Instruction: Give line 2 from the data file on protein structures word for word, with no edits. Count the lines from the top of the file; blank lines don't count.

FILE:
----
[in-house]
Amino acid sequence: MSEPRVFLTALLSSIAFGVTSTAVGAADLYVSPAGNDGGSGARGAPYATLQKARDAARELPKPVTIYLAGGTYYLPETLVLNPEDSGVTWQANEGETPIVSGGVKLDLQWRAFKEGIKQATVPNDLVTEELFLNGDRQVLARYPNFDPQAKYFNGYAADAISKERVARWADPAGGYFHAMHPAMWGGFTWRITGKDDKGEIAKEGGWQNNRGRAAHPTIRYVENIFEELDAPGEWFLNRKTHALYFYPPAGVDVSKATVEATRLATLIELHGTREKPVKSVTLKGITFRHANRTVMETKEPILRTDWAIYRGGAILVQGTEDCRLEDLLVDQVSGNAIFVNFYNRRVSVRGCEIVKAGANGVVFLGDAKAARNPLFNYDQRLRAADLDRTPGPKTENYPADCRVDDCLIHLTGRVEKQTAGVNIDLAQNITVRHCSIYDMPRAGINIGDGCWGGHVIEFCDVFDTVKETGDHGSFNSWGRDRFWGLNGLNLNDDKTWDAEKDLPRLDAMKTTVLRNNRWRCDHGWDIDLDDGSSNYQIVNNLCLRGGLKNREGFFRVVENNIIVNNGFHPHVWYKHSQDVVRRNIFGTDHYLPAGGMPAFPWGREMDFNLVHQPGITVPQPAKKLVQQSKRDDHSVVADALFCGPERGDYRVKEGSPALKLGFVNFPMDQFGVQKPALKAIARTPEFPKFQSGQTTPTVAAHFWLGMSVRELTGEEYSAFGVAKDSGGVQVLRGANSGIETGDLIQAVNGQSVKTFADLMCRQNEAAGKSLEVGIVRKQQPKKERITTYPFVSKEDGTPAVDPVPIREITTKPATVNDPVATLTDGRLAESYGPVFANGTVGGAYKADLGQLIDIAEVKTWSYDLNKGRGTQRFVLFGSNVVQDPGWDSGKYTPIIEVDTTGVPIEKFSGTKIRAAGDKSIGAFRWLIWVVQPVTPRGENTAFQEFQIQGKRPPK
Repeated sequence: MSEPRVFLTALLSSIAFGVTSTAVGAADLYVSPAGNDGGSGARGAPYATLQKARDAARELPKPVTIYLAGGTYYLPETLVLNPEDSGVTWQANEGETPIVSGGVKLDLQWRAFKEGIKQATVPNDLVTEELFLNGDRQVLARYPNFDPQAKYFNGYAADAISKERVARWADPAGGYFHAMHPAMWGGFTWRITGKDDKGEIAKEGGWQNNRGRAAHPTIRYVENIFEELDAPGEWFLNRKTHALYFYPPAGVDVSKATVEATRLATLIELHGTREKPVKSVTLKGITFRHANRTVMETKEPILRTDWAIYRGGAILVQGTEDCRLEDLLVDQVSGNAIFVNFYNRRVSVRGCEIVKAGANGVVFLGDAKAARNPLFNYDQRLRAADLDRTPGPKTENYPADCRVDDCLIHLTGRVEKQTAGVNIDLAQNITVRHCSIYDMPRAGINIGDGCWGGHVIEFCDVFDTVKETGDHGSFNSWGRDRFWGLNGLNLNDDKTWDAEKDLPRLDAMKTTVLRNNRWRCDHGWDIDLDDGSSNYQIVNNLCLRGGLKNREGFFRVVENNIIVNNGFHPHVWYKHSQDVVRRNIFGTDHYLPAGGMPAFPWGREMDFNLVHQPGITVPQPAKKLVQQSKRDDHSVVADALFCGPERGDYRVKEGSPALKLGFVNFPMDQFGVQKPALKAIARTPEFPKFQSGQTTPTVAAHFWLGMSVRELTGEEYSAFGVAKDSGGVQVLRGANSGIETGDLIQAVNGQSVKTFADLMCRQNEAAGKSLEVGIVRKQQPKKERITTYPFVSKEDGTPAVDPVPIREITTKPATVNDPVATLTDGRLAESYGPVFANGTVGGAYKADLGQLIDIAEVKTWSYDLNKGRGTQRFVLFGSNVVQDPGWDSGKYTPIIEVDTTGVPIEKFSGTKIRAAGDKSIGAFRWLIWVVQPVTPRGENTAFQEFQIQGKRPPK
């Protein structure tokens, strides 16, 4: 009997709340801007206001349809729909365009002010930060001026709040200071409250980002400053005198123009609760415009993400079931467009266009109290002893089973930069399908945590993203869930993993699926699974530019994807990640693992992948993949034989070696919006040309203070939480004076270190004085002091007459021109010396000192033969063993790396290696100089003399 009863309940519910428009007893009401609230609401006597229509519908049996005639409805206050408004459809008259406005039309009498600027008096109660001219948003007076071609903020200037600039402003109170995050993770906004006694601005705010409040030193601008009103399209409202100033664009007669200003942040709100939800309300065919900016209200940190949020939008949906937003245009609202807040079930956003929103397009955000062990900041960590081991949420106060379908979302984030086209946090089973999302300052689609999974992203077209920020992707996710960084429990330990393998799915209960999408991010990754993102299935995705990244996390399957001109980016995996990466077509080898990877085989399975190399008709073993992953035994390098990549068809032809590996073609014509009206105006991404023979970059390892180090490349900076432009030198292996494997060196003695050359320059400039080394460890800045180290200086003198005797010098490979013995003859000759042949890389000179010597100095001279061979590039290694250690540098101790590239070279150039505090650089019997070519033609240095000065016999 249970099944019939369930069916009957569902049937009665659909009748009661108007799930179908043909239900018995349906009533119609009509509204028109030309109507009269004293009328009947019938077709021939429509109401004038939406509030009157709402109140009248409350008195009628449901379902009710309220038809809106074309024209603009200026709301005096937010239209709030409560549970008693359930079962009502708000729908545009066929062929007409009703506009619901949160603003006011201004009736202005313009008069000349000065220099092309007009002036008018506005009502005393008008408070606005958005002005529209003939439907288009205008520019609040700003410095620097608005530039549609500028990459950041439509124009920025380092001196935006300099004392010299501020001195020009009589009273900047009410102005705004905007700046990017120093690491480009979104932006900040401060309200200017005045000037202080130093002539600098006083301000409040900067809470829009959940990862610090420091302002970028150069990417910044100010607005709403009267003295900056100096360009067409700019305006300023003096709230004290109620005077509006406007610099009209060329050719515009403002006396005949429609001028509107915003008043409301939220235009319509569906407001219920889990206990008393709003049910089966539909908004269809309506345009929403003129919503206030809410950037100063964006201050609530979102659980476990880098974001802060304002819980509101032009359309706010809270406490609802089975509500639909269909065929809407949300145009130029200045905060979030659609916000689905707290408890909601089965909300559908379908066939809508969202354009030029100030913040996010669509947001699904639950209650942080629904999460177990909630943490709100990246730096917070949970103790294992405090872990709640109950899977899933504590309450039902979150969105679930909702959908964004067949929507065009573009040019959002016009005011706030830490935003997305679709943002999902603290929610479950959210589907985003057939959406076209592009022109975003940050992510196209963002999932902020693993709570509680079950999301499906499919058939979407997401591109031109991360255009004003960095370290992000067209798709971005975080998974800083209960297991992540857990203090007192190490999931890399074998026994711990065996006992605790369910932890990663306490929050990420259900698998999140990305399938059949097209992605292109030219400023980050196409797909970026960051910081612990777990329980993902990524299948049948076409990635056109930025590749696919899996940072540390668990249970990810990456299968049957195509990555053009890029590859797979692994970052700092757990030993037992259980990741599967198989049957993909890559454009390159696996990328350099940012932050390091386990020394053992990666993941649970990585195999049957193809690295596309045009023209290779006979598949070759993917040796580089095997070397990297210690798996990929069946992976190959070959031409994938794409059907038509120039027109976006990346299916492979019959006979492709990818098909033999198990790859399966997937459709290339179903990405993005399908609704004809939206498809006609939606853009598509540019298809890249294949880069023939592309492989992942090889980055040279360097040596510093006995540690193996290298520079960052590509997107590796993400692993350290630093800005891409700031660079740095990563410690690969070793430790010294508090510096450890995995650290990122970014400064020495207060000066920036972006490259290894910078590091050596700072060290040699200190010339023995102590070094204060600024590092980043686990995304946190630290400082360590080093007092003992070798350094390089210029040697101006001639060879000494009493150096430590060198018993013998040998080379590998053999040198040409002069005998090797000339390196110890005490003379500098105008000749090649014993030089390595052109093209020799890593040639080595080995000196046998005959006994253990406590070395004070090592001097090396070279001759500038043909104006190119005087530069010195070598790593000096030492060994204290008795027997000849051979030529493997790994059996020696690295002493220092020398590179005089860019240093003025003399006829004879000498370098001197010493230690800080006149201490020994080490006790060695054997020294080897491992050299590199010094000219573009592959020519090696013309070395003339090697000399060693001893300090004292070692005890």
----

Amino acid sequence: MSEPRVFLTALLSSIAFGVTSTAVGAADLYVSPAGNDGGSGARGAPYATLQKARDAARELPKPVTIYLAGGTYYLPETLVLNPEDSGVTWQANEGETPIVSGGVKLDLQWRAFKEGIKQATVPNDLVTEELFLNGDRQVLARYPNFDPQAKYFNGYAADAISKERVARWADPAGGYFHAMHPAMWGGFTWRITGKDDKGEIAKEGGWQNNRGRAAHPTIRYVENIFEELDAPGEWFLNRKTHALYFYPPAGVDVSKATVEATRLATLIELHGTREKPVKSVTLKGITFRHANRTVMETKEPILRTDWAIYRGGAILVQGTEDCRLEDLLVDQVSGNAIFVNFYNRRVSVRGCEIVKAGANGVVFLGDAKAARNPLFNYDQRLRAADLDRTPGPKTENYPADCRVDDCLIHLTGRVEKQTAGVNIDLAQNITVRHCSIYDMPRAGINIGDGCWGGHVIEFCDVFDTVKETGDHGSFNSWGRDRFWGLNGLNLNDDKTWDAEKDLPRLDAMKTTVLRNNRWRCDHGWDIDLDDGSSNYQIVNNLCLRGGLKNREGFFRVVENNIIVNNGFHPHVWYKHSQDVVRRNIFGTDHYLPAGGMPAFPWGREMDFNLVHQPGITVPQPAKKLVQQSKRDDHSVVADALFCGPERGDYRVKEGSPALKLGFVNFPMDQFGVQKPALKAIARTPEFPKFQSGQTTPTVAAHFWLGMSVRELTGEEYSAFGVAKDSGGVQVLRGANSGIETGDLIQAVNGQSVKTFADLMCRQNEAAGKSLEVGIVRKQQPKKERITTYPFVSKEDGTPAVDPVPIREITTKPATVNDPVATLTDGRLAESYGPVFANGTVGGAYKADLGQLIDIAEVKTWSYDLNKGRGTQRFVLFGSNVVQDPGWDSGKYTPIIEVDTTGVPIEKFSGTKIRAAGDKSIGAFRWLIWVVQPVTPRGENTAFQEFQIQGKRPPK